In the absence of parameters in the Brazilian law concerning mesophiles in ready-to-use meals based on fresh raw fish (4), the creation of a standard is recommended for fresh raw fish, helping the authorities with hygienic-sanitary inspection either for seafood or seafood-derived meals.
Table 2 shows that the total coliform population variation ranged from < 3.0 to 1.1 x 103 MPN/g while thermotolerant coliforms ranged from < 3.0 to 4.6 x 102 MPN/g. The results point to the good hygienic-sanitary quality of the raw material referring to fecal contamination as values < 3.0 MPN/g were observed in 80.64% of the samples for thermotolerant coliforms. The conservation method influenced microorganism population as well as product conservation: among 21 samples presenting a total coliform population < 3.0 MPN/g, 8 were cooled and 13 were frozen. Among 25 samples with the same thermotolerant coliform population, 11 were cooled and 14 were frozen.
Fang et al. (10) also found low total coliform populations ranging from 2.3 to 6.1 CFU/g in 80.0% of seafood samples and, unlike the present study, the authors found E. coli in 6.0% of the samples.
Soares & Germano (33) evaluated the hygienic-sanitary quality in sashimi sold in shopping malls. Total coliform populations ranged from 1.25 to 7.0 x 104 CFU/g and thermotolerant coliforms varied from < 10 to 4.0 x 103 CFU/g, where 66.4% of the samples presented thermotolerant coliforms, unlike the present study, where such group was not found in 80.64% of the samples. In another study, the same authors found total coliform populations ranging from 35 to 1.1 x 106 CFU/g in fresh salmon used in sashimi (34), unlike the present study, where this group reached a maximum 1.1 x 103 MPN/g.
By relating the groups of total and thermotolerant coliforms with the storage and marketing temperatures, it was possible to notice that, for the cooled samples, the total coliform populations varied from < 3.0 to 1.1 x 103 MPN/g, whereas lower values were found in the frozen samples, which varied from < 3.0 to 4.6 x 102 MPN/g. Considering samples with a result < 3.0 MPN/g as negative ones for total coliforms, the nonparametric chi-square test was applied to the averages that were found and such test revealed a significant difference (p<0.05) between the results, which confirms that freezing is the best conservation procedure for the product.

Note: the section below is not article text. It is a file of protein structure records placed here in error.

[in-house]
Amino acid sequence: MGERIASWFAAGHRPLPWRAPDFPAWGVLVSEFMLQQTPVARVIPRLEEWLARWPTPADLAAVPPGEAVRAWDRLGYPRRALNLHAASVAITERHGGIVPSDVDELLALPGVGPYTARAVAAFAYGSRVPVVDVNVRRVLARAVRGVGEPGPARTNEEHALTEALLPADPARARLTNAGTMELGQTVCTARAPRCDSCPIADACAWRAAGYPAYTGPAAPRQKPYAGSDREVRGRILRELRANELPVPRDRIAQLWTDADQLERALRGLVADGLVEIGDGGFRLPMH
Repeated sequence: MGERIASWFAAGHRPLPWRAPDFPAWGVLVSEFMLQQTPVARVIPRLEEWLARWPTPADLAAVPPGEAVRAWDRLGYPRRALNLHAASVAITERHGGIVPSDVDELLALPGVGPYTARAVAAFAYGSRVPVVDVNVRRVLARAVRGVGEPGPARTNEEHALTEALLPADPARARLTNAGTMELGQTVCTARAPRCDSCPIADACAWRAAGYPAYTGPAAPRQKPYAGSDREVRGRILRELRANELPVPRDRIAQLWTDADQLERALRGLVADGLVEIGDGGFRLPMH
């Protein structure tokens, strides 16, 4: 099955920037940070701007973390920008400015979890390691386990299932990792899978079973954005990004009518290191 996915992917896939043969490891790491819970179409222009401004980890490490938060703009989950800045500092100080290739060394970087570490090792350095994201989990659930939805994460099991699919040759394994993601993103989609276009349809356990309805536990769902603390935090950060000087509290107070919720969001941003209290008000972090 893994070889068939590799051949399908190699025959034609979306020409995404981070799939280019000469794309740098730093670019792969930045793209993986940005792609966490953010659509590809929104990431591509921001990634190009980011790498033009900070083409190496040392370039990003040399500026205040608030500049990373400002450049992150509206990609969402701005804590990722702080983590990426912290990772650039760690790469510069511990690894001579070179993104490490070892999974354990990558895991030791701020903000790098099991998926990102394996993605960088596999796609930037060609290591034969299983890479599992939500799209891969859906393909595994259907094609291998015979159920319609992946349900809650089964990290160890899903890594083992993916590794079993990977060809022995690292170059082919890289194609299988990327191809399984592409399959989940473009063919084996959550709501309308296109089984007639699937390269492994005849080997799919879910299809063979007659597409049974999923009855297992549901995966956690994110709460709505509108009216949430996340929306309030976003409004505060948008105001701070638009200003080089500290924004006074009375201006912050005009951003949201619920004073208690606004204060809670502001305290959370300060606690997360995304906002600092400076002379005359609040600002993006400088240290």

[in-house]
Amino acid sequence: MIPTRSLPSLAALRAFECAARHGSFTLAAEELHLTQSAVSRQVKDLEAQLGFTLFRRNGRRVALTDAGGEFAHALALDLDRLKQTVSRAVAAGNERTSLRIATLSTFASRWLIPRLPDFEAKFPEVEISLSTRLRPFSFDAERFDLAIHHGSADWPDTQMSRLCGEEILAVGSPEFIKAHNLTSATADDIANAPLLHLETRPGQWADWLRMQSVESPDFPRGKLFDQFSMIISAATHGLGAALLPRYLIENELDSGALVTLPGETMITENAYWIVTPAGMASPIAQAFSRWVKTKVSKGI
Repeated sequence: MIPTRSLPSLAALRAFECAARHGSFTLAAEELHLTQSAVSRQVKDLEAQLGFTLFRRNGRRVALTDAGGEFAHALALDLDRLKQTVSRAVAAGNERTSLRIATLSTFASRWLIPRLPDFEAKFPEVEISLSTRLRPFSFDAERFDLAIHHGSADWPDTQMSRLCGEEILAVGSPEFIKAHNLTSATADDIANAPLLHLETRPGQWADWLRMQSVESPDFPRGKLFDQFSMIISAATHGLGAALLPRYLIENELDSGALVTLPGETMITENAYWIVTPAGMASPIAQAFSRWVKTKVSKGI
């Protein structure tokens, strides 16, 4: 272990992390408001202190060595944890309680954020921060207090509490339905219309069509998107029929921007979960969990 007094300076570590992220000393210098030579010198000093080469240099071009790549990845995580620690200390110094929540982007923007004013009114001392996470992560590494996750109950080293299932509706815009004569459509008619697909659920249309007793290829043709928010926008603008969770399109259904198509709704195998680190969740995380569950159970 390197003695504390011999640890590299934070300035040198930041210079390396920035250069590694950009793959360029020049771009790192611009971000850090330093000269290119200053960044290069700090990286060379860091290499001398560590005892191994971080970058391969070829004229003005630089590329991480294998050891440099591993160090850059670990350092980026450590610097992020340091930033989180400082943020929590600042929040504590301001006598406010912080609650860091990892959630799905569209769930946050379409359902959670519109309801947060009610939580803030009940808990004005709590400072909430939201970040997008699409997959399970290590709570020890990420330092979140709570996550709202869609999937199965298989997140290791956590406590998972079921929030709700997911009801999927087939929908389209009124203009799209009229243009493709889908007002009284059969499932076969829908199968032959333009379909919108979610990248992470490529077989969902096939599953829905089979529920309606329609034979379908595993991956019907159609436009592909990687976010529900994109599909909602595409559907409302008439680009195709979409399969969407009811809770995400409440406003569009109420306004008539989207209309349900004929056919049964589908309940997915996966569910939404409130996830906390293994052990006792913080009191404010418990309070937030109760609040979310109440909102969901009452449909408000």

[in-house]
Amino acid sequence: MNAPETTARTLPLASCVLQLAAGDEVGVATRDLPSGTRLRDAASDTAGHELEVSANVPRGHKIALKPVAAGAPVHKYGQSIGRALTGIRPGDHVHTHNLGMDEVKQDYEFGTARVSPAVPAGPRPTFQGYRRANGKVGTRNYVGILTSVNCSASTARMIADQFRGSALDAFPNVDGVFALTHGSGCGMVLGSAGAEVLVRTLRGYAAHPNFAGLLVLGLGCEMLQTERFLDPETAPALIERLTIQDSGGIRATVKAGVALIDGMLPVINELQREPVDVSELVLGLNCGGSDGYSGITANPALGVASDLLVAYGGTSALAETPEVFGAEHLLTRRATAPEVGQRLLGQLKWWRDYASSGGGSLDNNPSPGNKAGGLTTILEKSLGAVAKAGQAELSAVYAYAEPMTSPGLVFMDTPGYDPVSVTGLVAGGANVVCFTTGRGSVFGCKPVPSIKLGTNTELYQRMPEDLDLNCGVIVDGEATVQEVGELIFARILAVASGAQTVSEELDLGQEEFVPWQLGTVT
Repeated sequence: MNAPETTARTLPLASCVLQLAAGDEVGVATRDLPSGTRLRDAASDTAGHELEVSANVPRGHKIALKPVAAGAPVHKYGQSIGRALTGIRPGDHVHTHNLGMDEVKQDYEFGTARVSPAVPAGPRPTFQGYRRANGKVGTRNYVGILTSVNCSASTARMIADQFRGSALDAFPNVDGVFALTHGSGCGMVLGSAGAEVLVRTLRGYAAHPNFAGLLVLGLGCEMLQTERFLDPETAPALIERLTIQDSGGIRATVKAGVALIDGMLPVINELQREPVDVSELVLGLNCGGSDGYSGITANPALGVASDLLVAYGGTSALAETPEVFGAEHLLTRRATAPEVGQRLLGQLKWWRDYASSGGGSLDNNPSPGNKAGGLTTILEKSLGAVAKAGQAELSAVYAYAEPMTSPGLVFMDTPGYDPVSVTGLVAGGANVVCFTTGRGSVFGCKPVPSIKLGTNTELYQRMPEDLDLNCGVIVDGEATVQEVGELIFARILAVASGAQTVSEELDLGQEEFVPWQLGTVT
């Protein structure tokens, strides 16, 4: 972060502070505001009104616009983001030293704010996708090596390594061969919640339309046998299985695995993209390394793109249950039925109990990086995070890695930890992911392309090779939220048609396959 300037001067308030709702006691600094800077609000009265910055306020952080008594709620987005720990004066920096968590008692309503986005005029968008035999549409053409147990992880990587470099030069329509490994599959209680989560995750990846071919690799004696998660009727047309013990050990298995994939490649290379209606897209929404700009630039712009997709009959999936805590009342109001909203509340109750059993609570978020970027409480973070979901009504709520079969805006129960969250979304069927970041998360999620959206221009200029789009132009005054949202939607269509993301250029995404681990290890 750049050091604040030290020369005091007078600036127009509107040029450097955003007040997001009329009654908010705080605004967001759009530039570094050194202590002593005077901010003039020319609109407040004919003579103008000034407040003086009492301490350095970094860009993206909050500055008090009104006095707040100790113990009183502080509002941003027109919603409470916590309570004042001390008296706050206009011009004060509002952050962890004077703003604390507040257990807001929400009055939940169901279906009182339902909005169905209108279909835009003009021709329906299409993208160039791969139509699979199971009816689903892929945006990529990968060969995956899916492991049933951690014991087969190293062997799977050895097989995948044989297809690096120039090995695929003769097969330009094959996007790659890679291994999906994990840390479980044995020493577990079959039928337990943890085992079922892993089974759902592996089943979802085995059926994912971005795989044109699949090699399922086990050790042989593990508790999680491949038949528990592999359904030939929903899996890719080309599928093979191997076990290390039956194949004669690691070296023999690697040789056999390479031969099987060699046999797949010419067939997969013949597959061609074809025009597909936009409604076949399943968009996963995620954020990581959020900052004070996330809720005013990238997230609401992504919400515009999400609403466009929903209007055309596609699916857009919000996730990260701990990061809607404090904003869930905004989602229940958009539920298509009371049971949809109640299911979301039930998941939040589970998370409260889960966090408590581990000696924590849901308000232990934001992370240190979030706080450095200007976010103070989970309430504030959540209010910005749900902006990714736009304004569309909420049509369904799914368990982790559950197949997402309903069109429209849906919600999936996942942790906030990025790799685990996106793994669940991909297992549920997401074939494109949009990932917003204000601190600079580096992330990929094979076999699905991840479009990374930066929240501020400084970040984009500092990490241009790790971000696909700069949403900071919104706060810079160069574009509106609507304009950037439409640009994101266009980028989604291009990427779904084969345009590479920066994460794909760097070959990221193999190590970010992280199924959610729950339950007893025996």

The population of thermotolerant coliforms in the cooled product varied from <3.0 to 1.5 x 102 MPN/g. In the frozen product, the variation ranged from < 3.0 to 4.6 x 102 MPN/g. In this group, the difference in the number of positive and negative samples between the frozen and cooled products did not prove to be statistically significant (p>0.01).
Pursuant to the results and considering the Resolution RDC no. 12 (4) issued by the Brazilian National Health Surveillance Agency (ANVISA), concerned with raw fish-based, ready-to-use meals, which allows the amount of 102 MPN/g for thermotolerant coliforms, specific legislation should be suggested in Brazil regarding the consumption of fresh raw fish with a more stringent standard for thermotolerant coliforms.
The importance of changing the current standards into specific ones has been also advocated by Martins (20) while evaluating the hygienic-sanitary quality of sushi and sashimi. Martins found thermotolerant coliform populations above 102 MPN/g in 50% of the samples and E. coli in 45%.
In a similar study, Soares & Germano (33) and Meldrum et al. (21) observed the absence of E. coli in the microbiological analysis of fish and fish-derived products. On the other hand, Taulo et al. (36) found E. coli in 49% of the samples of home-prepared fish in Malawi, where 5.0% presented E. coli O157:H7.
The Staphylococcus sp. population varied from < 50 to 1.3 x 104 CFU/g (Table 3), with a variation of < 50 to 1.3 x 104 CFU/g for the cooled product and amounting to < 50 a 2.6 x 103 CFU/g for the frozen product, which presents freezing as the best conservation procedure. A single cooled sample with 5.5 x 102 CFU/g presented coagulase-positiveStaphylococcus, which shows the importance of practicing healthy habits during product manipulation in order to avoid contamination.
Similar results such as < 102 and 3.0 x 104 CFU/g have been found by Cunha Neto et al. (9) when analyzing fresh shrimp and processed food, including previously cooked fish. The authors quantified coagulase-positive Staphylococcus in a sample of cooked fish and in a sample of raw shrimp amounting to 9.5 x 102 CFU/g and 4.0 x 102 CFU/g, respectively, which is similar to the sample analyzed by the present paper.
Supporting the data presented by this study, one sample containing coagulase-positive Staphylococcus with a population of 80 CFU/g was found. Albuquerque et al. (2) also found coagulase-positive Staphylococcus in sushi sold in the State of Ceará, Brasil, with a population ranging from < 102 and 1.4 x 106 CFU/g.
The presence of potentially pathogenic microorganisms in raw fish destinated to the human consumption suggests the necessity of a specific regulation for fresh raw fish. Such regulation should contains stringent microbiological standards because several foodborne microrganisms present very low infectious dose, while other pathogens can multiply in fresh fish exposed to abuse temperature.